How to Talk to Your Teen About Birth Control
It may be uncomfortable at first, but chatting with your teen about birth control is important. Experts offer tips on how to navigate the conversation.
Research shows the average age for young people in the United States to have sex for the first time is around 17 years old. That may be a tough pill to swallow for many parents, but there’s no reason to shy away from talking to your teen about their options. And that includes taking birth control pills, which about 35 percent of sexually active teens aged 15–19 are using. It's the most common contraceptive among teens after condoms.
Birth control may be a sensitive subject, but it doesn’t have to be awkward or uncomfortable. Experts weigh in on how to have a positive chat with your teen about the pill to help them navigate this new stage in their life.
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When should you talk about birth control with your teen?
It’s never too early to start talking to your child about practicing safe sex and the birth control pill, says Nita Landry, M.D., an OB-GYN who practices across the country and co-hosts “The Doctors.”
She suggests parents strike up the conversation before their child starts having sex and certainly between 13 and 15, the time the American College of Obstetricians and Gynecologists (ACOG) recommends teen girls first see a gynecologist.
"By opening up the conversation and making your child feel as if they can ask questions as necessary, you are opening the door for them to approach you if and when they may need to take the next steps for protection," says Dr. Landry.
How should you talk about birth control?
Every family dynamic is different as are personal goals and values, but when you do approach your teen about birth control, or when they approach you, experts say it’s important to appear relaxed and avoid overreacting. You want them to feel comfortable coming to you with any additional questions.
“Be supportive and open with your child,” says Ree Langham, Ph.D., a child and family psychologist based in Tennessee. And always opt for honesty. A good approach is asking your child if other kids in the grade are having sex and how she feels about that, advises Dr. Langham.
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But don’t force the conversation if your teen doesn’t seem comfortable and don’t insinuate she's having sex and needs to speak with you about it. This will probably only cause her to close up and feel attacked.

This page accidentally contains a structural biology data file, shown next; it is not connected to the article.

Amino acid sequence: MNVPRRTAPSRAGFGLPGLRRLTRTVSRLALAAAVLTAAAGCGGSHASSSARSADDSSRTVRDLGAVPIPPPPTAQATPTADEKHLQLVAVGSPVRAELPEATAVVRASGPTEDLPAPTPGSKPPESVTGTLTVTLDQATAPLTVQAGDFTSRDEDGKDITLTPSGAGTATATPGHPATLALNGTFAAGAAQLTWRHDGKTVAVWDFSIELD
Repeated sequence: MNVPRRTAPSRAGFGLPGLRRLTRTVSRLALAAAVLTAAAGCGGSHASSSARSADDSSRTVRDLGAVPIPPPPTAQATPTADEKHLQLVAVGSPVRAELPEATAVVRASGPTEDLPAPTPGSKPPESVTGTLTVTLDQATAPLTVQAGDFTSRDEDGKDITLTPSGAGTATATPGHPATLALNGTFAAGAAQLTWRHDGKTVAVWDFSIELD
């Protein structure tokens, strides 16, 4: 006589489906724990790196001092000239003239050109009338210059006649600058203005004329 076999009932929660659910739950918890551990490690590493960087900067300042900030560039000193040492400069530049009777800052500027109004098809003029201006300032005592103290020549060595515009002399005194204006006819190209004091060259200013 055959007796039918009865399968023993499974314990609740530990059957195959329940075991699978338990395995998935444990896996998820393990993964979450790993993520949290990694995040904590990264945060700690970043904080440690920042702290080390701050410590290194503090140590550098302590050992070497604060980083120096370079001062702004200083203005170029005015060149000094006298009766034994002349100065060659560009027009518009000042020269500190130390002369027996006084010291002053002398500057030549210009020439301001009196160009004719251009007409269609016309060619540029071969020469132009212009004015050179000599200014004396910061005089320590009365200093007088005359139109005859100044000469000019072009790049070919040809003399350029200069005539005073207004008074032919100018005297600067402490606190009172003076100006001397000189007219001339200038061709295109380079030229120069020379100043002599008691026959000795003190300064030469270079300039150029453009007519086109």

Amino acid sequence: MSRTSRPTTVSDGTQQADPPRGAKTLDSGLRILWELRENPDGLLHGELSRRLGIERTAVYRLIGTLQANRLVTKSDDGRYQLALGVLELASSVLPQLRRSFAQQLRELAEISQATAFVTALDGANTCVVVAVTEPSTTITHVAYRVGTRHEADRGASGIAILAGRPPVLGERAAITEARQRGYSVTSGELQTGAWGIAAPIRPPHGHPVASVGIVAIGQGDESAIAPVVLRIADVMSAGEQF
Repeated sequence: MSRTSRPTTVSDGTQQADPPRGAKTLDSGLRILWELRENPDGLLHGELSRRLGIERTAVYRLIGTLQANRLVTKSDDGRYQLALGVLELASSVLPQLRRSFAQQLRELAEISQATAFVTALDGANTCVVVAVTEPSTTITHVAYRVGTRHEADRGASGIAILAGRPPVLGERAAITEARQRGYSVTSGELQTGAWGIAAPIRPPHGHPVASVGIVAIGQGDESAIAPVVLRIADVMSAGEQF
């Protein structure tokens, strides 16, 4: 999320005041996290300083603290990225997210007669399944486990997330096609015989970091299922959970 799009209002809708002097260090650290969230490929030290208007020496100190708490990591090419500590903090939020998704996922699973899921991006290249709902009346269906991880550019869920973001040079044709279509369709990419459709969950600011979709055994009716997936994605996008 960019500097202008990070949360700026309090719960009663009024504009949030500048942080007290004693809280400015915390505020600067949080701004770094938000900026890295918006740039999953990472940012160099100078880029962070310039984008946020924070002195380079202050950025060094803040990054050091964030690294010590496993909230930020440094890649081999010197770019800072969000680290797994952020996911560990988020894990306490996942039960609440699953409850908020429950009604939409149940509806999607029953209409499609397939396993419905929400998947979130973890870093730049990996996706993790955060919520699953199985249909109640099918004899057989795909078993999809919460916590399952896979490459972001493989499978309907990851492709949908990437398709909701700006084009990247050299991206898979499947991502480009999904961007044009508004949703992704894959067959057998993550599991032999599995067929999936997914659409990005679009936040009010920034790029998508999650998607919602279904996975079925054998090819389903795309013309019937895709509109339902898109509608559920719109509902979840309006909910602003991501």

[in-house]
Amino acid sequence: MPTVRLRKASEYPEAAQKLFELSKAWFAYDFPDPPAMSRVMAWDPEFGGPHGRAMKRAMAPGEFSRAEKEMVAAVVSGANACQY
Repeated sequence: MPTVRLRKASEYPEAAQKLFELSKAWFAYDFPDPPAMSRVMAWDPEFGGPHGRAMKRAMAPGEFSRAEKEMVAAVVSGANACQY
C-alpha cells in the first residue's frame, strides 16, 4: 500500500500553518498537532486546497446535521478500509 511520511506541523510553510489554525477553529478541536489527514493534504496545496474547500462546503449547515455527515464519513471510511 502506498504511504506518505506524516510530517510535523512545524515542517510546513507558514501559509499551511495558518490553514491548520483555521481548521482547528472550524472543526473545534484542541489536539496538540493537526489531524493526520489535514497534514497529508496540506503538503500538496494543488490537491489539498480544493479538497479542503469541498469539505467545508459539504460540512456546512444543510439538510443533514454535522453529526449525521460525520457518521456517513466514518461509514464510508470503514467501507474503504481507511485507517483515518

When is it OK for your teen to start birth control?
"There isn't an age that is too young physiologically once your teen has started her menstrual period,” says Dr. Landry. But in order to be effective, she adds, contraception needs to be used as instructed. If your teen will have a hard time remembering to take the birth control, you can discuss long-acting reversible contraception (LARC) method, she adds.
LARC methods, which include an intrauterine device or a contraceptive implant, “have higher efficacy, higher continuation rates, and higher satisfaction rates compared with short-acting contraceptives among adolescents who choose to use them,” according to ACOG.
What are reasons your teen can use birth control?
Pregnancy prevention isn’t the only reason a teen will start using the pill. Oral contraceptives can also help manage menstrual complications like intense cramps, heavy bleeding, and an inconsistent cycle, as well as help with acne and premenstrual syndrome (PMS), says Dr. Landry.
There are also a few other benefits to note if your child decides to use the pill: Long-term use of oral contraceptives have been found to decrease risk of ovarian and endometrial cancers.
What are the side effects of birth control?
Like any medication, birth control can have side effects. Teens can experience cramping, nausea, headaches, breast tenderness, and mood changes, says Dr. Landry. To avoid this, doctors tend to put teens on low dose estrogen oral contraceptives.
In the case your teen does notice side effects, it can be easily corrected. "If she can recognize side effects when they first occur, her doctor can quickly replace birth control with another one that better fits her biological, physical, and sexual needs," says Dr. Langham.